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Firm in Apple dispute seeks to ban China iPad imports
by Staff Writers
Shanghai (AFP) Feb 14, 2012

An electronics firm said Tuesday it would ask customs in China to block iPad imports after it won a copyright case against Apple, prompting one city to pull some of the tablet computers from shops.

Proview Technology (Shenzhen) says it owns the Chinese rights for the name "iPad" but Apple -- claiming trademark infringement -- last year took the firm to a Chinese court, which unexpectedly rejected the case over lack of evidence.

"We are preparing requests to customs for blocking iPad imports," Xie Xianghui, the firm's lawyer, told AFP.

"It is still in the process of preparation," he said, adding the requests would be made to local customs offices and not the national-level customs administration as part of a strategic, localised approach.

Proview Technology (Shenzhen) is owned by a Taiwan-invested company that registered the trademark name "iPad" in several countries including China as early as 2000 -- years before Apple began selling the product.

The US giant subsequently bought the rights for the global trademark, but Proview Technology (Shenzhen) claims it retained the Chinese rights.

Apple has repeatedly declined to comment on the case. The company could not immediately be reached on Tuesday.

Xie said the firm had lodged complaints in more than 10 cities across China after Apple lost the case in December, but only one -- Shijiazhuang in the northern province of Hebei -- had acted so far.

According to the official Global Times newspaper, at least 45 iPads have been seized in one district there since last Thursday.

Officials at the city's industrial and commercial bureau confirmed to AFP that authorities had confiscated some iPads, but refused to comment on specific numbers.

However, the iPad -- which was officially launched in mainland China in September 2010 -- remains on sale across the nation's five Apple stores, electronics retailers and through on-line shopping sites.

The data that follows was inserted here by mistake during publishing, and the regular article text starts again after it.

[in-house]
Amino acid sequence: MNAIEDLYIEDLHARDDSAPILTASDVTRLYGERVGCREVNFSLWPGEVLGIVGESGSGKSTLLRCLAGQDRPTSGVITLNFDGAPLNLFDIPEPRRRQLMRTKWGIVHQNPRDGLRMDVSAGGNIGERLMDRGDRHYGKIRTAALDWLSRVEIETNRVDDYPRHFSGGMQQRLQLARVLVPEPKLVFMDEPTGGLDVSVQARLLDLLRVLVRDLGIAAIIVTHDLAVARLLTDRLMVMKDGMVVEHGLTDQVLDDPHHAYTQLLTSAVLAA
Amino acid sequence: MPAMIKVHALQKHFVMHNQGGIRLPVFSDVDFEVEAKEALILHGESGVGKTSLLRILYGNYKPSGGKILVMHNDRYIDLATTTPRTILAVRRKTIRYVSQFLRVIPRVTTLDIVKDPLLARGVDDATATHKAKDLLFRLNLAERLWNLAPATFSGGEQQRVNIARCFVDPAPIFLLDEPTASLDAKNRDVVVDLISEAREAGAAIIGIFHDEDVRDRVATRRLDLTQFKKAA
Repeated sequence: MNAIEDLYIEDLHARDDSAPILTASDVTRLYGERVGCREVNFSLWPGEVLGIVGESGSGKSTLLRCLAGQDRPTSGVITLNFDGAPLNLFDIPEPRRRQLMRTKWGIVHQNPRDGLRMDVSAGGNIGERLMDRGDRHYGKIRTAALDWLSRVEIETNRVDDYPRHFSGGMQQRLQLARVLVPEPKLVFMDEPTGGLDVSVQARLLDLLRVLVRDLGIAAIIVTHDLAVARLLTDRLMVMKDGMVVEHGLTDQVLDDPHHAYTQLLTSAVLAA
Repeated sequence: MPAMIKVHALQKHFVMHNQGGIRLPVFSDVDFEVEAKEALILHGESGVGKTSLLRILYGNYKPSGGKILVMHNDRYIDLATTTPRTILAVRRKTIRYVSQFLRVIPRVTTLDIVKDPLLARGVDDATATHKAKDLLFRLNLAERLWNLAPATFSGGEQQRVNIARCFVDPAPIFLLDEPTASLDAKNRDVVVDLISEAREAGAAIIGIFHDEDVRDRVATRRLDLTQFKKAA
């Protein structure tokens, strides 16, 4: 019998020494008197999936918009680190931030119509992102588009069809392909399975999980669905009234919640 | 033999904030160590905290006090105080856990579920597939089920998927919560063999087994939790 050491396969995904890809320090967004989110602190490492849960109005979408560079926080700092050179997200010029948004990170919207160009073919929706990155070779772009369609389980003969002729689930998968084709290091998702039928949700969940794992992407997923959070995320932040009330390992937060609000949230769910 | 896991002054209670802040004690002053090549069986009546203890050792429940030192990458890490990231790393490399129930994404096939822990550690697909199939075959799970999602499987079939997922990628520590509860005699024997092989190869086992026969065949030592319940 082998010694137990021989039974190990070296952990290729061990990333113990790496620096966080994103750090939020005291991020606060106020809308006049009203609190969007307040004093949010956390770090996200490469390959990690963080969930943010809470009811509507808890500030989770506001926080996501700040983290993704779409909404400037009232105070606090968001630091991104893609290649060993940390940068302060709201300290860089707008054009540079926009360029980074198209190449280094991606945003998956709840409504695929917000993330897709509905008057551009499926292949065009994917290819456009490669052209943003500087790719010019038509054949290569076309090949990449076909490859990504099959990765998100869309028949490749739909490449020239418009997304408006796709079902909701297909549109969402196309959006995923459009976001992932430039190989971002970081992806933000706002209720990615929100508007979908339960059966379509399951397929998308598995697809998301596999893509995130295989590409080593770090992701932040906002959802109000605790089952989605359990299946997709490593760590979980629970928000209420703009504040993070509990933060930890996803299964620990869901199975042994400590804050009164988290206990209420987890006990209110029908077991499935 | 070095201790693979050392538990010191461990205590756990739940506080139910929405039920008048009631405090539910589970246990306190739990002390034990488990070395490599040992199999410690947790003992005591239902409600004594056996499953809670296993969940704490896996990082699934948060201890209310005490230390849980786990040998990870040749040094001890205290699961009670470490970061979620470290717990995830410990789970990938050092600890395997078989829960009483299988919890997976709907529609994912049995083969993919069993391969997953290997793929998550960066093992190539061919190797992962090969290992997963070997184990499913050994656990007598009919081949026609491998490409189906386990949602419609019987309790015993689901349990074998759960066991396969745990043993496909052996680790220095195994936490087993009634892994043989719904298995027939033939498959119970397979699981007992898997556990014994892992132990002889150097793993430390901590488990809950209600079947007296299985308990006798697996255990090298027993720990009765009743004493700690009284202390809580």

The craze for all things Apple in China has triggered widespread cloning of iPhones and iPads over the years.

In July, an American blogger uncovered fake Apple stores in the southwestern city of Kunming, and police in Shanghai arrested five people in September for making counterfeit iPhones.

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Apple testing smaller screen tablet: WSJ
Washington (AFP) Feb 14, 2012 - Apple is testing a tablet computer with a smaller screen than the hot-selling iPad, The Wall Street Journal reported on Tuesday.

The newspaper, quoting unidentified people familiar with the situation, said the California gadget-maker was working with component suppliers in Asia to test the tablet computer with a smaller display.

The Journal quoted officials at Apple suppliers as saying the company has shown them screen designs for a device with an eight-inch (20.3-centimeter) display.

The iPad has a 9.7-inch (24.6-cm) screen. Apple has sold more than 55 million iPads since launching the device in April 2010.

The Journal said Apple was working with Taiwan's AU Optronics Co. and South Korea's LG Display Co. to supply the test panels.

The newspaper cautioned that Apple frequently works with suppliers to test new designs and "could opt not to proceed with the device."

Apple reportedly plans to unveil a new version of the iPad in the first week of March. According to the Journal, the "iPad 3" will have a higher resolution screen than the iPad 2 but will be the same size.

Both Amazon and Samsung offer smaller and lower-priced tablets than the iPad.

Apple's late co-founder Steve Jobs once famously dismissed tablets smaller than the iPad saying they were "tweeners" that were "too big to compete with a smartphone and too small to compete with an iPad."

He suggested in October 2010 that makers of seven-inch (17.8-cm) screens "include sandpaper so users can sand down their fingers" to be able to tap onscreen keys.


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Watchdog group begins China Apple inspections
New York (AFP) Feb 13, 2012
Apple, following reports of harsh working conditions, said the watchdog Fair Labor Association began inspections Monday at a Foxconn plant in China that makes products for the California gadget-maker. "We believe that workers everywhere have the right to a safe and fair work environment, which is why we've asked the FLA to independently assess the performance of our largest suppliers," Apple ... read more

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